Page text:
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Greg
11/25/06 02:24 PM  
Incremental feeding?
Hello, I'm fairly new to brewing belgians but find it fasinating to say the least. I was reading on the Wyeast site description of 3787 Trappist High Gravity that it "benefits from incremental feeding of sugars during fermentation". Can anyone explain this to me? Thanks!
SteveG
11/26/06 01:14 PM  
Re: Incremental feeding?
Have to say lost me on that one Greg. "Incremental feeding" sounds like a method of bumping the gravity a little at a time, I have to admit that is not something I've heard of. Could this be a way of referring to multiple starters before the first real pitch? Doesn't really sound like that's it, but its the best I got!
Al B
11/26/06 02:30 PM  
Re: Incremental feeding?
Incremental feeding of sugars is one way to bump up the gravity a little at a time during fermentation. I've seen an article or two (can't remember where exactly), Dogfishhead does it. The method helps if one is going extreme like over 12% abv.

Al

Greg
11/26/06 03:06 PM  
Re: Incremental feeding?
So maybe it means if you are going to use it for a particularly high gravity beer, it's better to add some of the sugars as fermentation progresses rather than all at the begining?
Cisco
11/26/06 05:04 PM  
Re: Incremental feeding?
That's correct, Greg. Especially with a beer that you want to end up with a lot of alcohol - over 12%. The yeast seem to do better eating slowly rather than gorging themselves all at once. Wouldn't you rather eat a very large meal in small amounts over a longer period of time rather than gorge yourself quickly in one short sitting?
Greg
11/26/06 07:58 PM  
Re: Incremental feeding?
"rather than gorge yourself quickly in one short sitting?"

Kind of like me at Thanksgiving dinner?

Eric K
11/26/06 10:23 PM  
Re: Incremental feeding?
I know that Sean Paxton added sugars to his imperial stout on a near daily bases into the fermenter and ended up with a delicious 21% ABV masterpiece. I think any beer over 9% requires such a method in order to avoid an overly sweet high gravity brew.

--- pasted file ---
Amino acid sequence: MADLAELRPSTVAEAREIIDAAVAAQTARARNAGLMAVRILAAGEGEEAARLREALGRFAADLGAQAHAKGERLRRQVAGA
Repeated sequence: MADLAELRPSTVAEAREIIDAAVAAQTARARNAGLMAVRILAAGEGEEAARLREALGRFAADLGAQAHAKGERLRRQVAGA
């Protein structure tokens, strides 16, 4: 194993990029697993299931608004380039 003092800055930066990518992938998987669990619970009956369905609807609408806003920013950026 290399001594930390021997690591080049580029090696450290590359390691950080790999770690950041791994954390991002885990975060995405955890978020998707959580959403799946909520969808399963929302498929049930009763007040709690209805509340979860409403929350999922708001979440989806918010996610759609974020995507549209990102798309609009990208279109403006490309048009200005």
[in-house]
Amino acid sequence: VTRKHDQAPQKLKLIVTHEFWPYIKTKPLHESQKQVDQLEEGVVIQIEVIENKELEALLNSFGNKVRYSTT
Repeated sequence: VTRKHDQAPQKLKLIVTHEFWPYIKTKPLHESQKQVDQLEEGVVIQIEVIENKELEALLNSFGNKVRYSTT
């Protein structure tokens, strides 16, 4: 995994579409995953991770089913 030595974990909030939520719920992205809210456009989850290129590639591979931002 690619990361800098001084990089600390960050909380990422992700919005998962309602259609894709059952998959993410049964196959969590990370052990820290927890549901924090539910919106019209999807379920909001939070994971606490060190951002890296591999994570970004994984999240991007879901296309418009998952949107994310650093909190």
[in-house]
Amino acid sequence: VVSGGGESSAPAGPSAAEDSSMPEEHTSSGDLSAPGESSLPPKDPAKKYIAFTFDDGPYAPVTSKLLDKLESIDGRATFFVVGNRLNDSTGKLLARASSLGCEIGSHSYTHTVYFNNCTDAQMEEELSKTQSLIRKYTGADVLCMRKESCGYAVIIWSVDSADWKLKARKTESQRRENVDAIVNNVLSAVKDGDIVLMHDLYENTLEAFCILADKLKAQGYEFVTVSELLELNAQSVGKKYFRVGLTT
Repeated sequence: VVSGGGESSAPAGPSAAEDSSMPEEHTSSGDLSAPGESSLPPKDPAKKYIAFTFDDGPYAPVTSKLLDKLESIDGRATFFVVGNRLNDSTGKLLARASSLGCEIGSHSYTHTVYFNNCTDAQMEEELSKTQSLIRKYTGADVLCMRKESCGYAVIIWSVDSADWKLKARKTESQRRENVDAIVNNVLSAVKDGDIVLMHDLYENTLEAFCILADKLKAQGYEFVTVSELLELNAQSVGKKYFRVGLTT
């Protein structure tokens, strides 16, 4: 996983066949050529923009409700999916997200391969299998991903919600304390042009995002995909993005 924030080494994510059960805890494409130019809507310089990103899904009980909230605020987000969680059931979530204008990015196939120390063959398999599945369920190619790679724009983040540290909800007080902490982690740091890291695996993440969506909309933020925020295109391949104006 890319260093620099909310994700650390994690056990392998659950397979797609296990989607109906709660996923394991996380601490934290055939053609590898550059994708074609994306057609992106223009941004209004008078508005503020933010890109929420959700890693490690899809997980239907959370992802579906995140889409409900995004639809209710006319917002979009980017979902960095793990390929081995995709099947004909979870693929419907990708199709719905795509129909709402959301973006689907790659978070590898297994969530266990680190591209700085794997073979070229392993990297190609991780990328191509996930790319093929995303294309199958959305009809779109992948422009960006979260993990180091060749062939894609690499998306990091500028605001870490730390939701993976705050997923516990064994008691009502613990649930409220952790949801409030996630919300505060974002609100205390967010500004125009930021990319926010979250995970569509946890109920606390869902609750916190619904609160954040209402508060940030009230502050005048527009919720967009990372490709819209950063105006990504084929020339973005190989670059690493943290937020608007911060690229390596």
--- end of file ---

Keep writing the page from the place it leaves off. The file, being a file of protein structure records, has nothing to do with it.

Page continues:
SteveG
11/27/06 07:11 AM  
Re: Incremental feeding?
Details? So to make 5 gallons of beer you brew a wort of X volume at Y gravity. You then add Z amount of fermentable fluid of about W gravity N number of times.

I'm sure this formula can vary in it specifics but can someone provide values for X, Y, Z, W and N just an example?

Al B
11/27/06 10:35 AM  
Re: Incremental feeding?
Adding fresh healthy yeast during the increments is another variable to consider (and a definite if bottle conditioning). I have a maple BW going (OG 1.160). It was gorged twice (but I used alot of fresh yeast both times). Still fermenting after 3 months.

Well it ain't gonna be 21%, but Al B drunk anyway.

If ya use dried sugar to increment, no need for X,Y,Z, no wait, no need for W and N, no thars wrong, no need for W, but Z is ....@^*@#&% - @&$%&!

Al B
11/27/06 10:37 AM  
Re: Incremental feeding?
sorry Steve, never good at word problems!
BPotts
08/01/07 11:44 AM  
Re: Incremental feeding?
In Sam C's book extreme brewing he has a recipe for a belgian which calls for this incremental addition of sugars. It's basically adding 1/2 oz. to 1 oz of whichever sugar you want over about a 2 week period. It's hard to judge what the final gravity will be due to these additions, so any alcohol percantage is an estimate. His beer is supposed to be around 15 or 16% abv after this process. Never used it myself, it seems like a lot of work extra work to me..I've found a well started yeast always works fine for me without incremental additions.
Baums
08/01/07 03:31 PM  
Re: Incremental feeding?
Most yeast eat the glucose first, sucrose second, then maltose, and finally maltotriose (see for instance Fix, "Principles of Brewing Science"). Maltotriose, and maybe maltose, are a little harder for yeast to utilize than simple refined sugars are (I believe they take more energy to transport, for one thing, but that may not be the reason.)

If you add all the refined sugar up front, the yeast will eat it, and then then the last thing they have to eat (the more complex sugars) are also the hardest things for them to eat. Hence, the potential for a less complete fermentation. But if you add the refined sugar AFTER the yeast have eaten all the more complex sugars, you've avoided this problem.

Agreed, for most beers this won't matter. But if you push toward the edge of the envelope, you will probably reach a point where it does.

Dogfish and Duvel use this technique, letting the yeast get a crack at the more complex sugars early on. Not sure why Duvel does, given that the beer isn't super high gravity and that they have excellent yeast propagation systems, but maybe it makes for more consistency or maybe it's just tradition.

 
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